How the Commerce Flourished
Bulgaria is situated on the Balkan Peninsula in southeastern Europe. Under the Communist system, it had a centrally planned economy. During the early years of industrialization, the system had worked much for the benefit of the nation. However, after some time Bulgarians felt that it is not adequate enough to sustain a more complicated economy. When the dictatorship fell in 1989, Bulgaria started to accept free trade in its markets. Right then and there, small and independent enterprises were legalized and given the opportunity to grow in the country.
Fifty percent (50%) of Bulgaria's land area are fertile enough to accommodate agriculture. Its primary crops include wheat, other grains, corn, sugar beets, roses, fruits and vegetables and sunflower seeds. Fruits are exported to other members of the European continent. The so-called Turkish tobacco is grown heavily on the southern part. Bulgaria's wine is popular to other countries in the world.
Before the emergence of the World War II, modern industry was not well-known in the country. Despite this fact, the government still stressed on its importance thus 40% of the labor force was utilized for this sector. Machinery, chemicals, processed foods and metal products were the principal industrial products.
It was in the 1920's when Bulgaria experienced a boom in its economy which led it to the start of its comradeship with the Untied States. American companies started to build elevators, dockyards and facilities in the area. Bulgaria started exporting roses for perfume production in the US thus making the former the largest supplier of the raw material for the latter in 1928. In the same year, the US provided financial aid after an earthquake rattled Bulgaria. Several infrastructures were built from educational institutions to other establishments. The Rockefeller Foundation sent thirty doctors to study in the US to help eradicate health problems such as malaria.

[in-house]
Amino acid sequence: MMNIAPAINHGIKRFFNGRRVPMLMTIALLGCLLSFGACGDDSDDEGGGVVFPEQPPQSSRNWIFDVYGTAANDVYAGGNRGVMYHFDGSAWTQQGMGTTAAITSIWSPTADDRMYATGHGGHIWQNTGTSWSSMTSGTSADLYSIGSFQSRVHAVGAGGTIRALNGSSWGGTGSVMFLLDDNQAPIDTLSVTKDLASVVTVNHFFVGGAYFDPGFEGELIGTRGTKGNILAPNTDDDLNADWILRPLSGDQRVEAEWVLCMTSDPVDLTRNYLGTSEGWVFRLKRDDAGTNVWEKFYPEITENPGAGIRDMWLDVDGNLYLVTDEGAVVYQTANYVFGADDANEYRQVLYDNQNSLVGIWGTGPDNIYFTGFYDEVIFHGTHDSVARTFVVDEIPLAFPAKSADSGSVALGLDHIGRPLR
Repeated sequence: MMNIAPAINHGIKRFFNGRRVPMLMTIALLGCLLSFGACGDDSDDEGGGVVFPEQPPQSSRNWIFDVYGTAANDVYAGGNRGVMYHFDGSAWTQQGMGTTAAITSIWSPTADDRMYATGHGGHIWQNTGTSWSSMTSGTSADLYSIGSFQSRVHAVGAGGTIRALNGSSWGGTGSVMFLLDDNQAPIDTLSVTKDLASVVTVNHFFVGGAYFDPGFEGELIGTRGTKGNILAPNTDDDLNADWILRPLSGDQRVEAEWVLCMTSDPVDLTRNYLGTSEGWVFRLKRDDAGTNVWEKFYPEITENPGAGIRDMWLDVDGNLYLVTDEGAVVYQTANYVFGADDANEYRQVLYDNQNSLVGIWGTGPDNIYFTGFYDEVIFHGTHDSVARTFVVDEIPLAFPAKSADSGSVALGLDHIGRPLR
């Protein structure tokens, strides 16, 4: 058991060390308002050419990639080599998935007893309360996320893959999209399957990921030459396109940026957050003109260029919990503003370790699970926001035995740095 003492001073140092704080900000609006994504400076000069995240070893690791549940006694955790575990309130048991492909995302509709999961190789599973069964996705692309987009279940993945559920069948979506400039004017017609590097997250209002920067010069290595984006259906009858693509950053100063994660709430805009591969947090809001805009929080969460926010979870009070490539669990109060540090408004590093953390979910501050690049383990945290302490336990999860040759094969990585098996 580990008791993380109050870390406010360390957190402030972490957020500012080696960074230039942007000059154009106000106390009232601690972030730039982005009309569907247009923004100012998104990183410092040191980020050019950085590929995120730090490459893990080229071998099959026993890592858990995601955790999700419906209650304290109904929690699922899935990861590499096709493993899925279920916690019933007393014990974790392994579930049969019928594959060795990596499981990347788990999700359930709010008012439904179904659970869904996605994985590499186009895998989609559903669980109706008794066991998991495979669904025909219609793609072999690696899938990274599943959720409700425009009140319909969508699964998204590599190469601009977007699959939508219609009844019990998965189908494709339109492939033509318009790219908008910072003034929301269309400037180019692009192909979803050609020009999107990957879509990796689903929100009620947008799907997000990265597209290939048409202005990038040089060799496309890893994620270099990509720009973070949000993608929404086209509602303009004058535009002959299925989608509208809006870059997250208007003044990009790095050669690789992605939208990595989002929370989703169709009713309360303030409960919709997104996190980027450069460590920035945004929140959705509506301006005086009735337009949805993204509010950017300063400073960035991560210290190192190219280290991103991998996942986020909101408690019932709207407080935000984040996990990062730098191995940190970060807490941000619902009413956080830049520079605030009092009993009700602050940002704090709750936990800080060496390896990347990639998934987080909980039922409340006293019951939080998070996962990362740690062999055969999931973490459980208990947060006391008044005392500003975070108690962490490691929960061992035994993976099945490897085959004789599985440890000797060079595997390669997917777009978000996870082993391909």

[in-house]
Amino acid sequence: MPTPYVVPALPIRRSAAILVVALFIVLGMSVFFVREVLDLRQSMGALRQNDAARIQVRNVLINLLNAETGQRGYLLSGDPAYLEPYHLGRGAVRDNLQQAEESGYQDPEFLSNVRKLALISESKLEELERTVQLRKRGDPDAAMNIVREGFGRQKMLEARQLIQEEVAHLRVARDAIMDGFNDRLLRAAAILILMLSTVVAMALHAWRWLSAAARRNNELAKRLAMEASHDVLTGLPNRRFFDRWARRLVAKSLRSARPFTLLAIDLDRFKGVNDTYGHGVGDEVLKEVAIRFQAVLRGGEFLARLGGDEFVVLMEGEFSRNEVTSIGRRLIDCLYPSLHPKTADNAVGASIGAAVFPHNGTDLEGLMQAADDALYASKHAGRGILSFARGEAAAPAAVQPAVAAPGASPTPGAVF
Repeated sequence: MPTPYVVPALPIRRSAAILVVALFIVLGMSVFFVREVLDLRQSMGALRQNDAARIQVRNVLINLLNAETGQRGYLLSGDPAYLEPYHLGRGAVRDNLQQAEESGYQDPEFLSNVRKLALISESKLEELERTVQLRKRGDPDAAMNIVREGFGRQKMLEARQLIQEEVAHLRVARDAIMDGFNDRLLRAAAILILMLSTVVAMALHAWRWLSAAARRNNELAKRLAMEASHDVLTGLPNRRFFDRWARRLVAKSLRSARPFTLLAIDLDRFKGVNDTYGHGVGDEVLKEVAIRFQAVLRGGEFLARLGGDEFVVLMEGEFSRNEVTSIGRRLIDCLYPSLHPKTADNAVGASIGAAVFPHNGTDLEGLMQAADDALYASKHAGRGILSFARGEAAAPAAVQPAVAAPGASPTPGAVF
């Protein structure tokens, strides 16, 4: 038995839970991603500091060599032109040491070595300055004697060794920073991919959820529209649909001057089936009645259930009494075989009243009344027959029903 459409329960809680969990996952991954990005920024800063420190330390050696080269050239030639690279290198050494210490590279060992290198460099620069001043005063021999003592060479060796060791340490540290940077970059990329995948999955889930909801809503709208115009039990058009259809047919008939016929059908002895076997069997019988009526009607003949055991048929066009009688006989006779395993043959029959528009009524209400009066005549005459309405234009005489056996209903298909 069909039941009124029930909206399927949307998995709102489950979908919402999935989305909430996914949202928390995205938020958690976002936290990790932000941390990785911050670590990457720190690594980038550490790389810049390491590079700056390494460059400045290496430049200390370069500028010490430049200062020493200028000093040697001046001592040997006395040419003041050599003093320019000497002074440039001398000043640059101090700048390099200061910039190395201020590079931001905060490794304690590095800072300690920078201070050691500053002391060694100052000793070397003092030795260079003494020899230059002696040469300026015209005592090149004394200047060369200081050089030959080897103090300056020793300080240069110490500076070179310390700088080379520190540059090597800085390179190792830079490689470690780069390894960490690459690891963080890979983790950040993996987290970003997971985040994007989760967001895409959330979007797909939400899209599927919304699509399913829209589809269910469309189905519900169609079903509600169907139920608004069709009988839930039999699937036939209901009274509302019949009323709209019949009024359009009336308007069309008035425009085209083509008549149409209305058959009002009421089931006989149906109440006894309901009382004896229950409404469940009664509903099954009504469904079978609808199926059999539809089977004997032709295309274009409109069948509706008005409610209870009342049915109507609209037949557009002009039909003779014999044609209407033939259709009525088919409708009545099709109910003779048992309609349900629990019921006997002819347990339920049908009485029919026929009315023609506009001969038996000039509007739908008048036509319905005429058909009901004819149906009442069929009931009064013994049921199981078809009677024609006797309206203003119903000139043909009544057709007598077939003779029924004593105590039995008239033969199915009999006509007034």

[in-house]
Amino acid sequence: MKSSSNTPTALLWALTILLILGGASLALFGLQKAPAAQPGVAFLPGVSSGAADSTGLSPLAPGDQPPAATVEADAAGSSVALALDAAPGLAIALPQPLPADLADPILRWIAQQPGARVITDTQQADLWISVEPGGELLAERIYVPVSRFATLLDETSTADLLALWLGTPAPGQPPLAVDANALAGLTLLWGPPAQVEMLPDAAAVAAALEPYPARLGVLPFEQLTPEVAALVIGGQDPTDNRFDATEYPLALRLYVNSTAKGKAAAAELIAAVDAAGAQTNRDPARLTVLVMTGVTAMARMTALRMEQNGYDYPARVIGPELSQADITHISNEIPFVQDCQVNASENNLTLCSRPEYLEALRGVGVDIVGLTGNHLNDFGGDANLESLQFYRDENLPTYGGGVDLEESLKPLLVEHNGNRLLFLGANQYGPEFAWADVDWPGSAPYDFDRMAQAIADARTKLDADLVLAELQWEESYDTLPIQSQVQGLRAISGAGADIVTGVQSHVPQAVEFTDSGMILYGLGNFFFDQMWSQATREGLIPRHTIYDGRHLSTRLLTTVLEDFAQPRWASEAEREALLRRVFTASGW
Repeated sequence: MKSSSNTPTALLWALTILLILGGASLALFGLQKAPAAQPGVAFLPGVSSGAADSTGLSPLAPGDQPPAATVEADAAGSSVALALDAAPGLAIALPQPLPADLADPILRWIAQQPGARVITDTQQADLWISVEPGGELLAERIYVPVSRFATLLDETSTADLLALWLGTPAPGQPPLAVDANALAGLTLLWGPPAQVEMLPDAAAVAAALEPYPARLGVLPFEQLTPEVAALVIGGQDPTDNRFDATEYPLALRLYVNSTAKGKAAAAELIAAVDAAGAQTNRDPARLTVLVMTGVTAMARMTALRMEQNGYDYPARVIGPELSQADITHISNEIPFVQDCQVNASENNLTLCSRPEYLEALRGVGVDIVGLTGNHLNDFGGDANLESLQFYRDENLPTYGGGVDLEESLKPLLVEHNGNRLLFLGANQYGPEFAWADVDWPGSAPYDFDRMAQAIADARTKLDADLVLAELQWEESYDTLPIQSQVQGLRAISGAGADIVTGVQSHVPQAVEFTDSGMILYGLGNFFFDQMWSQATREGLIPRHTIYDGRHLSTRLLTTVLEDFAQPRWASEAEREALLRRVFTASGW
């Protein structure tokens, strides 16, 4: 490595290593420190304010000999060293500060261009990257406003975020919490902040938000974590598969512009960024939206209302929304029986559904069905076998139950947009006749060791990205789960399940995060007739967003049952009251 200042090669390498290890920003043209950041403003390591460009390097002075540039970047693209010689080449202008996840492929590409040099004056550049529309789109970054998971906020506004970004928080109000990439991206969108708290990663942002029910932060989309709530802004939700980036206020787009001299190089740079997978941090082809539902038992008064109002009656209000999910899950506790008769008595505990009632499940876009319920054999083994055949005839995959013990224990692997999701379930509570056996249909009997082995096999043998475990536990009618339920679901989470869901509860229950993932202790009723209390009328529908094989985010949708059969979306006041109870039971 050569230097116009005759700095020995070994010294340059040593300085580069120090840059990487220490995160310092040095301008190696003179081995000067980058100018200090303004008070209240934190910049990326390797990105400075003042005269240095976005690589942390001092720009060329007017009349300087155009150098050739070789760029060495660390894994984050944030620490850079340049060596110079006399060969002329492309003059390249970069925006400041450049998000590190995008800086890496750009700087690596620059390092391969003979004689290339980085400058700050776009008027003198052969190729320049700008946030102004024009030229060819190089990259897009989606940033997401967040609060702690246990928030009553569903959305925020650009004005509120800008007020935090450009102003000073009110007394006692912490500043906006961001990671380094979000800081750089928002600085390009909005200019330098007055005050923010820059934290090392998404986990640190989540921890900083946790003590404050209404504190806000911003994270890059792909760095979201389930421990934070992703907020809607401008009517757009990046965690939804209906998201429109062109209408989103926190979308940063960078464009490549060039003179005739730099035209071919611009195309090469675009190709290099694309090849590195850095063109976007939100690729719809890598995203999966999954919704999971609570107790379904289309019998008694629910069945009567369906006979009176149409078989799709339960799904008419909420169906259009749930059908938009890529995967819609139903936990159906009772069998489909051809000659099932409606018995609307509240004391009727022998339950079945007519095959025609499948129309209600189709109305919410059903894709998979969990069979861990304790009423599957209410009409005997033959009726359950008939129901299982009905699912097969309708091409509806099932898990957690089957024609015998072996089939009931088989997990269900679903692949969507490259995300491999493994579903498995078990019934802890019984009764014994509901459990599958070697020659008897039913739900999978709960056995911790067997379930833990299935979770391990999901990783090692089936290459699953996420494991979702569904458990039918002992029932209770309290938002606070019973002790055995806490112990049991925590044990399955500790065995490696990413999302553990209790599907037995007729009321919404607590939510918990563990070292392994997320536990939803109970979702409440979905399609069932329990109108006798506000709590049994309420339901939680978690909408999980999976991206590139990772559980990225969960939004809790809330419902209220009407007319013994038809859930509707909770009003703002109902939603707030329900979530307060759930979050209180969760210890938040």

Apart from trading goods and other commodities, foreign currency production was also regarded. In 1922, the American Banknote Currency agreed on printing a large amount of Bulgarian currency in the United States. This was made possible by the help of the Bulgarian Finance Ministry.
Major Exports and Imports between the Two Nations
The primary commodities exported by Bulgaria to other nations in international business include clothing, footwear, machinery and equipment, fuels and iron and steel. Its major export partners are Italy, Turkey, Germany, Greece, Belgium and France. Its principal imports on the other hand, include machinery and equipment, metal and ores, raw materials, fuels, minerals, chemicals and plastics. Bulk of these products comes from trading partners like Russia, Germany, Italy, Turkey, Greece and France.
Although the United States had not formed part of the strongest trade partners of Bulgaria both for exports and imports, the trade relations of the two were constantly felt in each other's economy. In fact, the US Census Bureau recorded an amount of exports from US to Bulgaria at $450.6 million for the period ending October 2008. Imports coming from the latter to the former were seen at an amount of $332.8 million. The following information was recorded as to the trade of the two nations for 2007: